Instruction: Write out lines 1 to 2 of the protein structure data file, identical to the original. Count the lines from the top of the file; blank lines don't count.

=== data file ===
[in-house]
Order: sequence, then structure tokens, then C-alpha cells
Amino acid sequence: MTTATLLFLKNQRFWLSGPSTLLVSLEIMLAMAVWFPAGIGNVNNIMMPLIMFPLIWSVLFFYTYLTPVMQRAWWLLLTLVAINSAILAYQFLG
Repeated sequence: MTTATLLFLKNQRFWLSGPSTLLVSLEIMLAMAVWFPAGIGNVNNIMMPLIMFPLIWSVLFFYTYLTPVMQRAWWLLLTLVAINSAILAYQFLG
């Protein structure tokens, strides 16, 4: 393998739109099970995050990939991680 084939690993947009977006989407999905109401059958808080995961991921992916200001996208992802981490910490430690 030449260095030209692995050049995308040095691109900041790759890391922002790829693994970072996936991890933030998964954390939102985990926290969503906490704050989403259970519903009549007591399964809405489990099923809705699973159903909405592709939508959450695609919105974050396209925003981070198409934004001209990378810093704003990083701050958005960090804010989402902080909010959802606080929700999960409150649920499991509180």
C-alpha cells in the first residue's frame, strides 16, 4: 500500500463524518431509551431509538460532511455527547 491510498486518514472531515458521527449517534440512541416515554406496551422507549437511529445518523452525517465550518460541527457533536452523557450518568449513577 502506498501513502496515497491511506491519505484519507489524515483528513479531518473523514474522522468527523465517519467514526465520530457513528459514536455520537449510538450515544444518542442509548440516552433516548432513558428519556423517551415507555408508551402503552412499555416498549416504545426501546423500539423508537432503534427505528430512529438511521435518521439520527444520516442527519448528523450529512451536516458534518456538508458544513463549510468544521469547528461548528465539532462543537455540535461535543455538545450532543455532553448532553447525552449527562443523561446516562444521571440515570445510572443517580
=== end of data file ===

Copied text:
[in-house]
Order: sequence, then structure tokens, then C-alpha cells